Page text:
Anyone who has watched ‘Bridesmaids’ or ‘SNL’ will be amazed how restricted both Hader and Wigg are in their roles. Hader at times appears to channel his character Stefano from that show into Milo, but clearly not as over the top. These accomplished comedians use facial expressions to convey sadness and hope in their performances. Both performers are well suited for this project and have great chemistry together.


It is not just a two handed affair. With other gifted comic actors Ty Burrell as Milo’s teacher and ex lover and Luke Wilson adding to the comical situations the twins encounter.


Johnson has chosen a subject matter in depression and suicide, which is not an easy to tackle especially in comedy. However he succeeds by not being overly preachy or patronising in this dark area of life.


Heartbreaking, but also incredibly uplifting, together with a clever script and great performances. This is definitely one of the highlights of the year.



Hide and Seek: *
UK/ Director Joanna Coates/ 80mins


Not to be confused with the De Niro movie with the same name, this debut feature from Joanne Coates that focuses on sexuality and desire.

In an English country house, four young people from London move in together to attempt an alternative way of living. Leah (Rea Mole), Charlotte (Hannah Arterton), Jack (Daniel Metz) and Max (Josh O’Connor) are all keen to move away from normal society and normal rules. They have a nightly rota of varying couplings amongst the four of them, with the rule being that during the night, anything goes.

There is not much that can be said about the film. This is due to the amateur nature and presentation of a piece of art that has very little to say.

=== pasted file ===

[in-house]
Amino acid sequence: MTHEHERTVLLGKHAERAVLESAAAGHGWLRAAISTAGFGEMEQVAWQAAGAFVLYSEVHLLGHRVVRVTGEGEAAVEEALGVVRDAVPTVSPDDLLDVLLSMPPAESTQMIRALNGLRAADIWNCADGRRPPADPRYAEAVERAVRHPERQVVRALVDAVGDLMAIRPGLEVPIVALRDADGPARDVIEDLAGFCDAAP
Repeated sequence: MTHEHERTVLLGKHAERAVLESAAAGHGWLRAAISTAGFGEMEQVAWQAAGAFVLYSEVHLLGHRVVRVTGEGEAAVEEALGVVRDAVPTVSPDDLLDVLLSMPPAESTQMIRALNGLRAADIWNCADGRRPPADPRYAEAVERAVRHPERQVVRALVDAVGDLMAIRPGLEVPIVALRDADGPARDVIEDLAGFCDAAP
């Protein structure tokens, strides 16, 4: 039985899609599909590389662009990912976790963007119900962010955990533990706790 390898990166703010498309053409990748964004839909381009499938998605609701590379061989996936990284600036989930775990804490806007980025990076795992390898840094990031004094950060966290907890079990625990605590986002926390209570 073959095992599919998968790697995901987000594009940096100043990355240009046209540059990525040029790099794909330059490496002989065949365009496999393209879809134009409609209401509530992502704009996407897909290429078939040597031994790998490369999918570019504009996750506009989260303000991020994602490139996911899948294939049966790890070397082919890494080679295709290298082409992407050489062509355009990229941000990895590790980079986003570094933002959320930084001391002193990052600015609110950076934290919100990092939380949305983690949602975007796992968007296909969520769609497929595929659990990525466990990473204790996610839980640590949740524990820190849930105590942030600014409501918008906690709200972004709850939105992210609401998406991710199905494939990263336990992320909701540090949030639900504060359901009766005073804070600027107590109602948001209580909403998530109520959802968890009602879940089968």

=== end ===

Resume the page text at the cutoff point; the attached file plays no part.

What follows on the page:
The four players improvise scenarios to each other during the day, while having their wicked way with each other at night.

No narrative structure, poor performances, tedious sex scenes and annoying characters.

What may work as a short experimental art film, soon out stays it’s welcome. The whole experience feels like an X-rated episode of 80’s preschool show ‘Let’s Pretend’.

Reviewed by Paul Logan


EIFF 2014: Greyhawk & Palo Alto


Greyhawk: ****
UK/ Director Guy Pitt/ 91mins


An interesting low budget drama, which centers on a quest for Man’s best friend.


Mal Walker( Alec Newman) a reclusive, disillusioned army veteran, has to venture into a rundown council estate called Greyhawk, when his only friend goes missing. As he journeys further into the estate’s, Mal starts to learn it is not just his friend he’s looking for, but his own humanity.


Newman is exceptional in the central role as Mal. It shows that he has done the research with spending time with the Blind Legion, as he is completely believeable as a blind person.


What is even more remarkable is that even although Mal is such an unlikeable flawed character, we are still routing for him as an audience to find his dog.


The style and look is dark, gritty, bleak and murky with none of the characters involved being at all likeable. The filmmakers use the standard clichéd use of jump cuts, close ups and overused slow motion that has really been done to death in this genre, especially in UK crime thrillers. The script is predictable and has several plot holes within the story.


The story has some cleverly structured with some good twists. Even the ending is unexpected.


Guy Pitt has made an impressive unique debut.



Palo Alto: ****
US/ Director Gia Coppola/ 100mins

Another Coppola joins the family business with an adaptation of James Franco’s self penned short stories.


Shy, sensitive teen, April (Emma Roberts) is the torn between a flirtation with her soccer coach Mr. B (James Franco) and a crush on sweet stoner Teddy (Jack Kilmer). As one high school party leads into another, April and Teddy struggle to admit their mutual affection.